What To Know About Rotten Dog Teeth

Here’s how to fix tooth decay in dogs 🦷

You might occasionally check your dog’s mouth to make sure everything in there looks OK — but do you know exactly what to look for?

While rotten teeth might be obvious if they’re bleeding or falling out (gross, we know), there are other signs to look for before it gets so dramatic.

The Dodo reached out to Dr. Michelle Burch, a veterinarian at Paramount Pet Health, and Dr. Corinne Wigfall, a veterinarian working with SpiritDog Training, to learn more about rotten teeth in dogs and how to fix it.

Signs of rotten dog teeth

Rotten teeth (aka tooth decay) are caused by severe periodontal disease, which is the damage and destruction of the ligaments and bone that keep teeth in the mouth.

“In humans and pets, this is due to a bacterial infection in the form of plaque,” Dr. Burch told The Dodo. “The plaque tends to continue to accumulate, thicken and mineralize into calculus in our dogs.”

Signs of rotten teeth that owners might notice at home include:

  • Bad breath
  • Inflammation of the gum line
  • Recession of the gum over a tooth
  • Thick calculus on the tooth, which can be light brown, dark brown or gray
  • Excessive drooling or mild bleeding from the mouth in drool or after eating
  • Reduced appetite

How to treat rotten teeth in dogs

Dogs who are showing signs of rotten teeth need to have a veterinary oral examination and most likely a professional dental cleaning. “Professional cleanings will include dental X-rays to evaluate the damage under the gumline, removal of dental calculus and plaque, and extraction of teeth showing evidence of stage 3 or 4 periodontal disease,” Dr. Burch said.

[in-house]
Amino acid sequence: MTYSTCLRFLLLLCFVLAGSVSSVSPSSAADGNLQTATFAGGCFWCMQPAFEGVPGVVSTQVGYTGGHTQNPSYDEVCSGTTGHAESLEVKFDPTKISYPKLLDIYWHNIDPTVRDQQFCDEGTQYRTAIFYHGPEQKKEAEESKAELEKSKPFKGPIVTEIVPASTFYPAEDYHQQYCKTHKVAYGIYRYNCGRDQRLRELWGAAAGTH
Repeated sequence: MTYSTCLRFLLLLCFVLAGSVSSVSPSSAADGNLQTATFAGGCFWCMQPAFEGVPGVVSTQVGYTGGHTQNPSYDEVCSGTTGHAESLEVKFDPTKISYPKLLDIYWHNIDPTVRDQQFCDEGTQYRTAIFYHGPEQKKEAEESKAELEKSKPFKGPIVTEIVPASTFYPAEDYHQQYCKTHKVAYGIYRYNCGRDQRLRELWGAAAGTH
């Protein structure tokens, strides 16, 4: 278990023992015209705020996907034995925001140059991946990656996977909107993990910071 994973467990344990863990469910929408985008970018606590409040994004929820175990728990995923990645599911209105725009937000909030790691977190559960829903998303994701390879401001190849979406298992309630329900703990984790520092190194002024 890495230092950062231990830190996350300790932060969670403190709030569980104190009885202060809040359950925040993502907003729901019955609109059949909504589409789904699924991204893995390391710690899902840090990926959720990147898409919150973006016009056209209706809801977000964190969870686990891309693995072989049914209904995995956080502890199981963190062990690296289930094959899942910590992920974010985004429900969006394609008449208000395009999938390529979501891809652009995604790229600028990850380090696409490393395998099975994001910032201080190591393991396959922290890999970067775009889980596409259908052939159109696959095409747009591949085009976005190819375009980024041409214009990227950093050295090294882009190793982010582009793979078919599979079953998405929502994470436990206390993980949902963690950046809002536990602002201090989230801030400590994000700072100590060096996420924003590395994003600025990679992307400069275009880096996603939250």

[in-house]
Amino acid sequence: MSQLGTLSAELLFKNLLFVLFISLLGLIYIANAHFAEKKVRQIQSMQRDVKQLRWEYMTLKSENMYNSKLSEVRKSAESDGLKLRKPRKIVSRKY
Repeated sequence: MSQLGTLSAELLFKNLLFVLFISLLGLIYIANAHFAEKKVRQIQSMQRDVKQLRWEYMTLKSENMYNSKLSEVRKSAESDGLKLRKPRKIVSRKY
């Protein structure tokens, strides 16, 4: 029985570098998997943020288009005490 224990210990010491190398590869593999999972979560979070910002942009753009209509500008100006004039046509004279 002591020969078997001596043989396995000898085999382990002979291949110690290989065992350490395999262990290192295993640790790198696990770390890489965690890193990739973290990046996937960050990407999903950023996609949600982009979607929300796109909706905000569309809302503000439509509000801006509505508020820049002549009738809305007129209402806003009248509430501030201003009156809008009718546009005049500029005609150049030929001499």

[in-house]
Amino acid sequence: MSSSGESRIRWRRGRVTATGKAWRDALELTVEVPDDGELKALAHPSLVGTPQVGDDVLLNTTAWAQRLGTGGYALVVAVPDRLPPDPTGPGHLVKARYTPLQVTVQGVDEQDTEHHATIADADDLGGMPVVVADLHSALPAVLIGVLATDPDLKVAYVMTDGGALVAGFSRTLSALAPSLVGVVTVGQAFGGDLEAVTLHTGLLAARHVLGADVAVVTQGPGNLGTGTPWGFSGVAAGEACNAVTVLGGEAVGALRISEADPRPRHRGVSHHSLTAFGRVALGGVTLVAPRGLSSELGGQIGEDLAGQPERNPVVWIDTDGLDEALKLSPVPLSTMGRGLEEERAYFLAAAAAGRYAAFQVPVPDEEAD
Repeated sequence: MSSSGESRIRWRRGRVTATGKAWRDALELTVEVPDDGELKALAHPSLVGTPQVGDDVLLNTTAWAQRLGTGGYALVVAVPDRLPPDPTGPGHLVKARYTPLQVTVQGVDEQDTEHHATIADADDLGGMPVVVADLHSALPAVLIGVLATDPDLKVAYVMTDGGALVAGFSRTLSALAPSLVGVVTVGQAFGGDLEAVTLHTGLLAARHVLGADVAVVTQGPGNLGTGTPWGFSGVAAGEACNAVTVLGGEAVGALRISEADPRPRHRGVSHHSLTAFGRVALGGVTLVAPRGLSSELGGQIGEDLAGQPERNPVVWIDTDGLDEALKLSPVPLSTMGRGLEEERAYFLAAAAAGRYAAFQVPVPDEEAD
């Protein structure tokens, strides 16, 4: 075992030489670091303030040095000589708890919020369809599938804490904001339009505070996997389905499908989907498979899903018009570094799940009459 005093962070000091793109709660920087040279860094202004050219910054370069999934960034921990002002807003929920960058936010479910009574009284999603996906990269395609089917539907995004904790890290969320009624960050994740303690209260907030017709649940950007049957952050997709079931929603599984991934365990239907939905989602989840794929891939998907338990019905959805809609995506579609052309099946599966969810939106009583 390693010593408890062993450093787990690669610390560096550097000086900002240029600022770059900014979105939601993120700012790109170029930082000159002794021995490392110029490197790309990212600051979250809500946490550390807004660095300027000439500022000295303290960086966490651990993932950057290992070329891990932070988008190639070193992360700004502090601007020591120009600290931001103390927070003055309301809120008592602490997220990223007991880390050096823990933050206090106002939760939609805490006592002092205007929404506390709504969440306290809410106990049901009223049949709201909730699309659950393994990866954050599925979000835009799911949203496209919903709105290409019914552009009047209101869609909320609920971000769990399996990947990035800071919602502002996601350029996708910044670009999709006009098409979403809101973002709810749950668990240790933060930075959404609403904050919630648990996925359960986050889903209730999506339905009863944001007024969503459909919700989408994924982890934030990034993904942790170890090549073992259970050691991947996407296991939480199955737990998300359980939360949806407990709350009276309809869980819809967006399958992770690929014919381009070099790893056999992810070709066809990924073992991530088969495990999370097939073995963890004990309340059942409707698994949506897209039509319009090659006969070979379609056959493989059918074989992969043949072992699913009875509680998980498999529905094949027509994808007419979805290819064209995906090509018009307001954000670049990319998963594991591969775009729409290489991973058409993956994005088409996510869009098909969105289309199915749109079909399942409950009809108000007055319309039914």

While in some cases you can opt for a non-anesthetic dental cleaning, which is a less invasive type of dental care with little to no sedation, Dr. Burch doesn’t recommend that when your dog is in need of treatment for rotten teeth. “These procedures cannot fully evaluate the mouth or get a complete cleaning under the gum line,” Dr. Burch said.

After the dental cleaning and tooth removals, the remaining teeth will be polished and a sealant will be added for extra protection.

“You can then continue at-home dental care, such as tooth brushing, dental treats (in moderation), dental water additives or prescription dental diets,” Dr. Wigfall told The Dodo.

Additionally, your dog will need a yearly checkup and dental X-rays to watch for signs of disease in the teeth.

What happens if rotten teeth are left untreated

If you don’t seek medical attention for your dog’s rotten teeth, it can lead to all kinds of other issues, including:

His teeth can fall out

As the support loss occurs from periodontal disease, teeth can become loose, resulting in pain, and may even fall out.

“Tooth root abscesses (a pocket of pus caused by an infection) can also form that can lead to pain, pus draining in the mouth or swelling of the cheek near the eye,” Dr. Burch said.

Bacteria can spread through the body

Rotten teeth can not only result in local problems in the mouth, but they can also affect the rest of the body. According to Dr. Burch, the bacteria that surround the tooth root can gain access to the bloodstream (aka bacteremia) and cause infection.

“If these bacteria cross over into the bloodstream, they can travel to the heart and cause an infection in the valves of the heart,” Dr. Wigfall said. “The bacteria can also spread to other organs, such as the kidneys, and cause damage there, too.”

If you suspect that your dog might be developing bad teeth, check in with your vet to make sure everything can be taken care of before it gets too far.